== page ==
Exploring Musanze Caves, Buhanga Eco-Park and Red Rocks Community Camp

Published Saturday magazine, Nation newspaper 3 December 2016

Musanze caves near Virunga National Park in Rwanda.
Musanze caves near Virunga National Park in Rwanda. Copyright Maya Mangat

Basking in the afterglow of having been in the company of the critically endangered Mountain gorillas on the high slopes of Volcanoes National Park in north-western Rwanda, we’re now in the belly of the ancient caves that are a product of the fiery volcanic drama of the volcanic Virungas. In Kinyarwanda, Virunga is the word for volcano.

The deep underground lava tubes are a product of red-hot lashes of molten eruptions. Now silent, they are impenetrably dark save for the cave openings. Donned with sturdy caps, nose-masks, knee-caps and powerful head torches –and looking like minions on a mission – we walk through the immense cave between hard ground and layers of iguana where uncountable bats roost.

In the beam of the torchlight, natural sculptures and pools of water merge between the walls of the caves in this dark world. Half an hour later, a shaft of light shows the end of the tunnel and stepping out the sun is blinding.

The next cave is smaller and just as fascinating while the last cave is longer. Somewhere in the midst of it, the ranger asks for all torches to be switched off and for silence. It’s pitch dark – so dark that even when l hold my hand in front of me l can’t see it. In the silence of the cave, every sound penetrates the ear – the drip of water, the silent wing-beat of the bat and every sigh emitted.

Buhanga Eco-Park

Buhanga Eco Park Rwanda
Buhanga Eco Park Rwanda Copyright Picture Maya Mangat

Out in the open again, the high peaks of the Virunga Mountains are stretched along rural farms and villages and a short drive takes us to the royal site of the kingdom that once was – and now is the Buhanga Eco-Park.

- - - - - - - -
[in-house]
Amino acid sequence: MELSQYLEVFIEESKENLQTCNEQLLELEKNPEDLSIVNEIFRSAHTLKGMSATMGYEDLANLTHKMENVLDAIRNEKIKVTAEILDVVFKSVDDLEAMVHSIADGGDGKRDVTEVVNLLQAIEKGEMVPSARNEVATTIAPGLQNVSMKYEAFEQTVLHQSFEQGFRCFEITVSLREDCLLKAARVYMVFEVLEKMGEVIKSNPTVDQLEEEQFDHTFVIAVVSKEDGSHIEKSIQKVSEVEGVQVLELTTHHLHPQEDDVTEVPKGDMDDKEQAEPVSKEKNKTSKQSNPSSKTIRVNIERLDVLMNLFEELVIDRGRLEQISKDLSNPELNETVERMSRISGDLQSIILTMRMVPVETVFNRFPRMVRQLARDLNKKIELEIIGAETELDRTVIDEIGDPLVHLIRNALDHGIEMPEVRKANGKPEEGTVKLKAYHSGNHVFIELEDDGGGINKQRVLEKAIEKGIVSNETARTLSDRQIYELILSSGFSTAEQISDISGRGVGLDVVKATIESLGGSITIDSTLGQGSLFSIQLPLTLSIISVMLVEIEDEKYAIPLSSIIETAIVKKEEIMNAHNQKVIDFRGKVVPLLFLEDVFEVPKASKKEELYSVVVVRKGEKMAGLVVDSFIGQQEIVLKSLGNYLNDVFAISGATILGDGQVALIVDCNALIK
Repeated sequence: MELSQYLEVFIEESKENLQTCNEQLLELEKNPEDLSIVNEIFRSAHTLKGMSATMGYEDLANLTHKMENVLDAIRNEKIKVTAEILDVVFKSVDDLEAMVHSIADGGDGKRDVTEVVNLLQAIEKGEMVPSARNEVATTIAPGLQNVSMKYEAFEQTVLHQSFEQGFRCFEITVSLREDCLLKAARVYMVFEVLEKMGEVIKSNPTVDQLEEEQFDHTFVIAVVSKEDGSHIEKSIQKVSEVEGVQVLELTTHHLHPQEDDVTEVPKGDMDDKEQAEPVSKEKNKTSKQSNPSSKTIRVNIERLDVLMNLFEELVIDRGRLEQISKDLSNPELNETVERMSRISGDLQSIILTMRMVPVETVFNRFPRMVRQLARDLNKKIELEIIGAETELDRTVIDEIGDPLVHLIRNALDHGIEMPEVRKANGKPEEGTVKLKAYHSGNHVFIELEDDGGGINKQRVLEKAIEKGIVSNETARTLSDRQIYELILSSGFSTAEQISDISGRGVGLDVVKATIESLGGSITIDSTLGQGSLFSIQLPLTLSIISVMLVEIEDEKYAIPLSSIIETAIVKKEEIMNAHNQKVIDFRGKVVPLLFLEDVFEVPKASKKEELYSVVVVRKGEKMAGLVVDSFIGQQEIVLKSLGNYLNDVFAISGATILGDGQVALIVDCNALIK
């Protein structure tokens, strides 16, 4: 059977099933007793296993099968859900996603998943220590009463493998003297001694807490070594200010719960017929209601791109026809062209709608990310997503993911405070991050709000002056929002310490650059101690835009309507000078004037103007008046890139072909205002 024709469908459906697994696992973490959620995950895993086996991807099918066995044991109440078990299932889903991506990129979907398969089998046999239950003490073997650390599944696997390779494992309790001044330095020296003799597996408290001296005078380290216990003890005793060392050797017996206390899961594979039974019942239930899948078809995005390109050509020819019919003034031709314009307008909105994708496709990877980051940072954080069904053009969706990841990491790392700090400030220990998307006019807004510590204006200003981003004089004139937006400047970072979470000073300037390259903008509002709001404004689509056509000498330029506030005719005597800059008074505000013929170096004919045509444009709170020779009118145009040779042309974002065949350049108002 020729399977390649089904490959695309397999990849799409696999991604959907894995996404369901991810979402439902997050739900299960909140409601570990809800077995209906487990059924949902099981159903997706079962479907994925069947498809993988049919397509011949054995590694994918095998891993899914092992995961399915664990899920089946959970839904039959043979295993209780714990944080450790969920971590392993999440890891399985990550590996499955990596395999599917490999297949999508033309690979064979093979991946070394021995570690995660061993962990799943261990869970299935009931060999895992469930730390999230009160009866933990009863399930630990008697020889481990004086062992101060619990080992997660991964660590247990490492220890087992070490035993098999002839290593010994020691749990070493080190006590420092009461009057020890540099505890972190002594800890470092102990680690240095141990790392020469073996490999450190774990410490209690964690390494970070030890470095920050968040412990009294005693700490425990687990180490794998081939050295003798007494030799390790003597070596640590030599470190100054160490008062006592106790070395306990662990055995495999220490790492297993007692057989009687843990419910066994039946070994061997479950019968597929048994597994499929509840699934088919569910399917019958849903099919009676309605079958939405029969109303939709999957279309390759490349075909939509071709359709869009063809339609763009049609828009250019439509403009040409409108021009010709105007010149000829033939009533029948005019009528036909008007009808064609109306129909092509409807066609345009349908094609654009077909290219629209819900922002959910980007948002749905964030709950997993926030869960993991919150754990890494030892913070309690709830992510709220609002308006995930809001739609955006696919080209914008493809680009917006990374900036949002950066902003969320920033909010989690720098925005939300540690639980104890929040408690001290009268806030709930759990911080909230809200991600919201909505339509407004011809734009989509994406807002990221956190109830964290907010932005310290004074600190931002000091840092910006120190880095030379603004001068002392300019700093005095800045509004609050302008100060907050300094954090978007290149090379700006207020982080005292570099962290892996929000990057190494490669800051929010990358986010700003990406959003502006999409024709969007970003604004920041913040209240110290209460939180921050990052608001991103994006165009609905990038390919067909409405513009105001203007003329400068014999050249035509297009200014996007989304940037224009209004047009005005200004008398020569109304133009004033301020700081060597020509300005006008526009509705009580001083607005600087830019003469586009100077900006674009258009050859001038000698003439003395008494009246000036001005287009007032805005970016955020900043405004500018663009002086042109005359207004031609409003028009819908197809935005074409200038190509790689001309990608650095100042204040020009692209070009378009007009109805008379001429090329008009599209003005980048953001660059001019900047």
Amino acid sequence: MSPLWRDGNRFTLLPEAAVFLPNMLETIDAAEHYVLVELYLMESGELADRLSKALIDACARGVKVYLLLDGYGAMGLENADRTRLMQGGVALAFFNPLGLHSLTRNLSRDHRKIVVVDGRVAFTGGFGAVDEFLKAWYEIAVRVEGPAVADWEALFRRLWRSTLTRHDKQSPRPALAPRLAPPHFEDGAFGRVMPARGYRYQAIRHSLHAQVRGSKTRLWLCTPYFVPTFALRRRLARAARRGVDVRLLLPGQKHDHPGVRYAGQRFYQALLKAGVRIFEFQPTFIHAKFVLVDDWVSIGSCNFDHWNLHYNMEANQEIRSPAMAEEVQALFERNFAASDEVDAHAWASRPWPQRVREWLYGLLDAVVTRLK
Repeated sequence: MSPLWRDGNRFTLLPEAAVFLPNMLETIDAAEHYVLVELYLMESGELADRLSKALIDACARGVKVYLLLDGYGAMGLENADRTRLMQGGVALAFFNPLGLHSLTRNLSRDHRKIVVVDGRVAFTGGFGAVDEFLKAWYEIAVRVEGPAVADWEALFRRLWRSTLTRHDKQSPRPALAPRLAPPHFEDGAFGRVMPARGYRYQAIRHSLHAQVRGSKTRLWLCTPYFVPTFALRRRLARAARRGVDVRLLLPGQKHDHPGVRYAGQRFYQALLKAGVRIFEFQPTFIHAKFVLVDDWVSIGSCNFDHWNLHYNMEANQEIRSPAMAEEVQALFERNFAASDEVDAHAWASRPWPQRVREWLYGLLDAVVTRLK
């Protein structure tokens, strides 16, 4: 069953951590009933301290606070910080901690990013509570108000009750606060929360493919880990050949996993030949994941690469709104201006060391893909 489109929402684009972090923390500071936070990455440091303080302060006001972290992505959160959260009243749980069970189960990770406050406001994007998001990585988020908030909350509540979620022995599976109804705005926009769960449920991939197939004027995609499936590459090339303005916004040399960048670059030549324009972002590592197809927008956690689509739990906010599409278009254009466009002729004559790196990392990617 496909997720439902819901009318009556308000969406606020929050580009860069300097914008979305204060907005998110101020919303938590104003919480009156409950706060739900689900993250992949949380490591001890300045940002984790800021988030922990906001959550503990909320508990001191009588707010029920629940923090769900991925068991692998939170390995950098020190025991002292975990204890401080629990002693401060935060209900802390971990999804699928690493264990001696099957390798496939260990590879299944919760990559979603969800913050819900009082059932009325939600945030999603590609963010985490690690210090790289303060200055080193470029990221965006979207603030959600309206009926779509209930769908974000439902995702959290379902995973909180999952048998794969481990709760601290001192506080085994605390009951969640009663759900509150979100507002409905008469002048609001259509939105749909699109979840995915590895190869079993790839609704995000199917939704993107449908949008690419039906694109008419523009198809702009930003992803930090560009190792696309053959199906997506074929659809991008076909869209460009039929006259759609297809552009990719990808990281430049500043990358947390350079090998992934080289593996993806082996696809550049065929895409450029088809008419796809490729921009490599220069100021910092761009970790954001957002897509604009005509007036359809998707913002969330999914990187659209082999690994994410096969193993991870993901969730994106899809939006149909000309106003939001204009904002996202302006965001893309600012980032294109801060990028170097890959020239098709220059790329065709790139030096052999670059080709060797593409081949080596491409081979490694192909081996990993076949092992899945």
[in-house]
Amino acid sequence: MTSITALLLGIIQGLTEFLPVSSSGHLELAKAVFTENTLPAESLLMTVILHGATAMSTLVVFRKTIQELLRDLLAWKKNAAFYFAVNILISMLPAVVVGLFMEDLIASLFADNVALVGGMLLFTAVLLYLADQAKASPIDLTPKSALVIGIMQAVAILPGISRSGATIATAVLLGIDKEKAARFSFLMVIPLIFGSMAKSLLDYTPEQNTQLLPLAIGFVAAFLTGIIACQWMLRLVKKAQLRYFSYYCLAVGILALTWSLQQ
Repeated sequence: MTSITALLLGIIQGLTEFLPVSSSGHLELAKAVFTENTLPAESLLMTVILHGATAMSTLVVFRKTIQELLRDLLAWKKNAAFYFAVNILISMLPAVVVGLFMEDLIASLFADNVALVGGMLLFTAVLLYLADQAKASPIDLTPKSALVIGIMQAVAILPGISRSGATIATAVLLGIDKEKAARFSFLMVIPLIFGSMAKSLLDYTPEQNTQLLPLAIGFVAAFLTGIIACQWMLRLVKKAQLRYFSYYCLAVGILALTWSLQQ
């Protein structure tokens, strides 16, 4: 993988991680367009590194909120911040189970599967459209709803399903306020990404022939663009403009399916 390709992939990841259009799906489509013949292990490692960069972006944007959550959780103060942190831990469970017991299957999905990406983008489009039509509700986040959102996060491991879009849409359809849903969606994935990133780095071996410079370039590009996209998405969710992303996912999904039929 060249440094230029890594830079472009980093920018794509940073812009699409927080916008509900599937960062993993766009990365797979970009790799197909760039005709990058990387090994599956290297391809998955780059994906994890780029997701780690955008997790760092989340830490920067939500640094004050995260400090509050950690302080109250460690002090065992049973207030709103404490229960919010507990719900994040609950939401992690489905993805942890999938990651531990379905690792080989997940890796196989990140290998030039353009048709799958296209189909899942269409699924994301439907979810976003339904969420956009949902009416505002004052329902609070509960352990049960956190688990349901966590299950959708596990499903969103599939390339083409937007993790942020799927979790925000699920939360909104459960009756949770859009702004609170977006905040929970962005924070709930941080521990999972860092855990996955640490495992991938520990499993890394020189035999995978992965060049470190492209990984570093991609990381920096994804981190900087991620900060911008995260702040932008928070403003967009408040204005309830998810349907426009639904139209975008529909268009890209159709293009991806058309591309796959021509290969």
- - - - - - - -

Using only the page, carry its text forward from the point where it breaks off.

It’s where the kings’ were coronated and held court until 1959 when the last monarch – Rudahigwa Mutara 11 died. It led to the revolution with people divided between the monarchy and democracy.

It’s small but a really interesting forest grove with trees from three centuries through which paths of natural lava stones meander. We’re shown where the Abiru or the king’s assistant picked herbs to infuse in the spring water to make a ritual bath for the king’s crowning.

A path leads to a dark cave surrounded by huge boulders where the king was wheeled in a royal carriage, Ingobyi, from his palace in Nyanza (not the one in Western Kenya!). After the bath he was carried to the coronation stage made of cut lava rocks up a flight of steps where he was blessed to be the Umwami of Rwanda.

The royal forest harbours iconic venues like the enormous fig tree, the Inyabutatu ya Banyarwanda that represented the unity of the three Rwandan ethnic groups who served the one King loyally.

The final stop is at the magic spring with ice-cold water which overflows during the dry season but is dry during the wet season. Villagers fill their jerry cans which is where the King’s bathwater was collected. However in 1988, according to local lore, a local chief ordered it dredged – and again the diggers were found dead.

It’s been a full day and we end it with some clubbing at Red Rocks at the base of the Virungas. In the late afternoon a play is enacted of how the king was received in the days of old.

The ‘king’ arrives, carried on a royal carriage by his bearers. After the king has been offered food and is rested, the maidens and warriors dance for the king. And to keep the beer flowing, a group of women show us how the traditional beer brew was done. Dozens of local green bananas are peeled and thrown in a wooden trough which is filled with hay.

The women begin to pound the bananas using sheer muscle – and others invited. In less than thirty minutes of pounding with clenched fists, the bananas are liquid. The dry hay doubles as a blender and sieve. A glass of the banana brew (not yet fermented) is amazingly refreshing and as the night stars travel across the mountains of the gorillas we take to the floor with the Rwandese.

Explore Rwanda

The 1.25-mile long Musanze caves in Musanze town are a 90-minute drive from Kigali. Great after you’ve trekked to the gorillas – log on www.kwitaizina.rw . The caves take about 2.5 hours.

Bookings at any Rwanda Development Board  or contact RDB reservation’s office

Stay at Red Rocks Eco Centre  – camp or take the tented accommodation – very affordable near the mountains.